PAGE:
Special Program visa (subclass 416)

Sunday 5 November 2023

The Special Program visa (subclass 416) is a visa that is no longer open for new applications as of November 19, 2016. However, if you are looking to apply for a similar visa, you may be eligible for the Temporary Work (International Relations) visa (subclass 403) or the Temporary Activity visa (subclass 408).

Visa Holders

If you have already been granted a Special Program visa (subclass 416), it is important to understand your rights and obligations. You can easily check your visa details and entitlements using the Visa Entitlement Verification Online (VEVO) service, which is available for free.

Duration of the Visa

A Special Program visa (subclass 416) is valid for the duration specified in the special program agreement between your sponsoring organization and the Department of Home Affairs. Typically, this period ranges from 3 to 12 months and includes any arrival and departure arrangements.

Permitted Activities

This visa allows you to take part in an approved special program, as well as work or study in Australia if it is part of the approved program. Additionally, you have the option to bring eligible family members with you.


As a visa holder, it is essential that you and your family comply with all visa conditions and Australian laws. You must only engage in the activities that you listed in your visa application. If you wish to participate in different activities or undertake activities for a different organization, you will need to lodge a new visa application.

It is also important to maintain adequate health insurance arrangements throughout your stay in Australia.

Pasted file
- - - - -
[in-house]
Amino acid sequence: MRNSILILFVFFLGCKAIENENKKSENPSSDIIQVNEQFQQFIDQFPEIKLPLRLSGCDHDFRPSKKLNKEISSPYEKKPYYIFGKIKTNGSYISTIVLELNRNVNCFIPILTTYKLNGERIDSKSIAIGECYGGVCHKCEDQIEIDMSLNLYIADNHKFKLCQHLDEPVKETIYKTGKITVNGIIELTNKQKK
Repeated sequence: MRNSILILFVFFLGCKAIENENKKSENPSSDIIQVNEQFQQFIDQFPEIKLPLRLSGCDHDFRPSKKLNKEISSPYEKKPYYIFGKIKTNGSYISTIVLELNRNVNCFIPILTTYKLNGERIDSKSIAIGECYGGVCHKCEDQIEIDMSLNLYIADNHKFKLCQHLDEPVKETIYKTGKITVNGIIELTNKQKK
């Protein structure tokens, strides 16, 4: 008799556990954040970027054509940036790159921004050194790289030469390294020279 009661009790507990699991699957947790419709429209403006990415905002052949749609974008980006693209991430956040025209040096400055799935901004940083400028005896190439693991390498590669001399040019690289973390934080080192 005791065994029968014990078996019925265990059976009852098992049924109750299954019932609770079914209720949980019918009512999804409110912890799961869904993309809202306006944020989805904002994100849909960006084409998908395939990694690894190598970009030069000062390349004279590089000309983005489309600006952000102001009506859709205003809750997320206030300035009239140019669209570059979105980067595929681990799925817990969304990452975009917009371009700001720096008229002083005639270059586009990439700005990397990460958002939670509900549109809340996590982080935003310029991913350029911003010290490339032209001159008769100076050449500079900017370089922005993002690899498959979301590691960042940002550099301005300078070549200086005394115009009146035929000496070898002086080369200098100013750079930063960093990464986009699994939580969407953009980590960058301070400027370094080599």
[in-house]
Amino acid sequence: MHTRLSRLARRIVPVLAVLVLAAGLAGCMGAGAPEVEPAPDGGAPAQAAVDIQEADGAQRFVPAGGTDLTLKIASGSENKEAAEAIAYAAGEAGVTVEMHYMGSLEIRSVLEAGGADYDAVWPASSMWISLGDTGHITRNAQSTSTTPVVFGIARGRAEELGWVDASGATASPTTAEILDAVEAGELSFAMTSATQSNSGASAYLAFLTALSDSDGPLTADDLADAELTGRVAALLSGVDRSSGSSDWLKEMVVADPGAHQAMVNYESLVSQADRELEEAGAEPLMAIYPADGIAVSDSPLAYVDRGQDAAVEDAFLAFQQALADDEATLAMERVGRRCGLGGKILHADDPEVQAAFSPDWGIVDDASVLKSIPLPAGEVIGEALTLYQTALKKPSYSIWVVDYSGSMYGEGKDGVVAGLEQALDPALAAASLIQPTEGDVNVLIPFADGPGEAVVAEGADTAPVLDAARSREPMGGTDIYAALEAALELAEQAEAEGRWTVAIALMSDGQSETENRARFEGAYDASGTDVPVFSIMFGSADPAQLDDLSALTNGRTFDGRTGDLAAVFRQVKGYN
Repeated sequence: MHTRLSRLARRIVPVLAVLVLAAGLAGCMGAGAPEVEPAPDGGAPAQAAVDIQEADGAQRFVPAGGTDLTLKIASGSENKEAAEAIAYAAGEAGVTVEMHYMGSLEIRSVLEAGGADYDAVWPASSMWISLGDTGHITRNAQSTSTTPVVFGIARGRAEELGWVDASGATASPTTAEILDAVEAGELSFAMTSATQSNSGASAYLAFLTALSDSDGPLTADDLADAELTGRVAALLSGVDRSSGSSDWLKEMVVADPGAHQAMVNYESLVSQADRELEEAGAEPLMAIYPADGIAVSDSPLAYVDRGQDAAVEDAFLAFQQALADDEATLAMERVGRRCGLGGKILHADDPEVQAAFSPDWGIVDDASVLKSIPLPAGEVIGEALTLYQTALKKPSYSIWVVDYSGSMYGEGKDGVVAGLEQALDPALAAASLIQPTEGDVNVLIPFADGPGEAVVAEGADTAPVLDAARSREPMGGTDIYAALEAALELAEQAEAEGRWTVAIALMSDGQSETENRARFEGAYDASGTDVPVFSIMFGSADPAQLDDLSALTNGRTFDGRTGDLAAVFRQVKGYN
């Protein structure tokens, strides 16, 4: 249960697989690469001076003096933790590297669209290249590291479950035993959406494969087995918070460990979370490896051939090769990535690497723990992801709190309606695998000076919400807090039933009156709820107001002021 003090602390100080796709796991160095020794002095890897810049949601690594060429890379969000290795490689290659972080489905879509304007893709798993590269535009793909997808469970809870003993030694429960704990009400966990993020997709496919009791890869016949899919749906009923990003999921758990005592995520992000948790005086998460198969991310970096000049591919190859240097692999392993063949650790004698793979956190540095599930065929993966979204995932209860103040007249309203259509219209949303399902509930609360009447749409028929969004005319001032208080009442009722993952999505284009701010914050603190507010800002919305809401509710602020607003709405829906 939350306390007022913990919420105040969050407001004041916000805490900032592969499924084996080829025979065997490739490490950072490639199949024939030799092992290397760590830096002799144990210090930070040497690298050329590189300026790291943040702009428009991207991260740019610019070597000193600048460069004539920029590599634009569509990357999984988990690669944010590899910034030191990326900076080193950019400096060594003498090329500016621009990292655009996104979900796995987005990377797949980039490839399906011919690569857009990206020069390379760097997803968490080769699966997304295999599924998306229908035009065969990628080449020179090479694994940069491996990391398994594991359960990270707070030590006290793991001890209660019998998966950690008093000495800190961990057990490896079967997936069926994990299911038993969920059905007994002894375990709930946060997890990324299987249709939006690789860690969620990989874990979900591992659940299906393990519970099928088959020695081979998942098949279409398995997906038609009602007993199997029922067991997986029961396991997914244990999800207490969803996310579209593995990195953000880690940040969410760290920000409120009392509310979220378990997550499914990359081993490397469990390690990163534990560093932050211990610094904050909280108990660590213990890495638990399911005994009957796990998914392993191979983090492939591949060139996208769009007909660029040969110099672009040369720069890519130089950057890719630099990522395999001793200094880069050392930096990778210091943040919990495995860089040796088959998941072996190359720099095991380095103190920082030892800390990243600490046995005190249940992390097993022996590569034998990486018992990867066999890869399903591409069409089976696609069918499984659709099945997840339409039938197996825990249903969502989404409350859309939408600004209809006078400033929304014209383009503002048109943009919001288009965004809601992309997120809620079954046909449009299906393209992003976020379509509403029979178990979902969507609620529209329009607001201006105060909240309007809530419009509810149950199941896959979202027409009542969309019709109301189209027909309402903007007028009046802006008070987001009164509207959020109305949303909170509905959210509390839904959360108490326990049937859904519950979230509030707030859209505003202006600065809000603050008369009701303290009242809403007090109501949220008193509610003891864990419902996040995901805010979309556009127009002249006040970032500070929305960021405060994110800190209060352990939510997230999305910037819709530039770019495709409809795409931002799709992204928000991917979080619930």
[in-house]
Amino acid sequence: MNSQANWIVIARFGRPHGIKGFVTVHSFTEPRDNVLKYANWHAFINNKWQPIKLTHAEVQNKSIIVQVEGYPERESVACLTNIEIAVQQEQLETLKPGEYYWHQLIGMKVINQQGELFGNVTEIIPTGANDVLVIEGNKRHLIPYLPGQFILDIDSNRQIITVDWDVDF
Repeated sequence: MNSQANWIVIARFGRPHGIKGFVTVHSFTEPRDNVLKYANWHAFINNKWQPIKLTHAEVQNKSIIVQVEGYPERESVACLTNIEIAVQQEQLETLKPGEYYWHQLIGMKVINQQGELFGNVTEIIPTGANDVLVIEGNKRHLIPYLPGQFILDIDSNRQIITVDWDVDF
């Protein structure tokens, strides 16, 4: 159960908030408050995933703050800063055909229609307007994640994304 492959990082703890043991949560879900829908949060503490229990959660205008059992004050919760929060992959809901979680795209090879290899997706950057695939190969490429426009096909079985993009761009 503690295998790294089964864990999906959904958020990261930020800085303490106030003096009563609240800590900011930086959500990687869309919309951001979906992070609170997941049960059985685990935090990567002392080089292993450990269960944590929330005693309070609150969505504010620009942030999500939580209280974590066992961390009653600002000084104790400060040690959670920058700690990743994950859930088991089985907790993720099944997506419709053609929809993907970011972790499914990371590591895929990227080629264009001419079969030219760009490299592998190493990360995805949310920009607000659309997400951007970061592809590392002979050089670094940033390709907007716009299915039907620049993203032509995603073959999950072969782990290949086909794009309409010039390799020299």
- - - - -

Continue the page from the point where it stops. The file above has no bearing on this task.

Reporting Changes in Circumstances

If there are any changes in your circumstances, such as a new residential address, a new passport, or a pregnancy, birth, or death in your family, it is crucial to notify the Department of Home Affairs. You can do this by using the appropriate forms, such as Form 929 for change of address and/or passport details, and Form 1022 for other changes in circumstances.


If you are an approved sponsor for individuals on a Special Program visa (subclass 416), there are certain obligations you must fulfill.

Duration of Sponsorship

Sponsors can be approved for sponsorship for up to three years.

Sponsor Obligations

As a sponsor, it is your responsibility to comply with the following sponsorship obligations:

  • Cooperate with inspectors appointed under the Migration Act 1958
  • Inform the Department of Home Affairs about certain events
  • Keep records that demonstrate compliance with sponsorship obligations
  • Provide records and information to the Minister when requested
  • Not recover, transfer, or charge certain costs to another person
  • Pay costs to locate and remove an unlawful non-citizen
  • Secure an offer of a reasonable standard of accommodation
  • Pay travel costs to enable sponsored persons to leave Australia

It is important to note that you are responsible for meeting these obligations, even if you have someone else acting on your behalf. Failure to comply with these obligations can result in sanctions and penalties.

Cooperating with Inspectors

As a sponsor, you must cooperate with inspectors appointed under the Migration Act 1958. This includes providing access to premises, producing requested documents, and allowing officers to interview individuals on your premises.

Notification of Events

You must notify the Department of Home Affairs in writing when certain events occur. These events include when the sponsored person is unable to meet program requirements, unable to participate in the program, ceases to participate in the program, or fails to attend a program.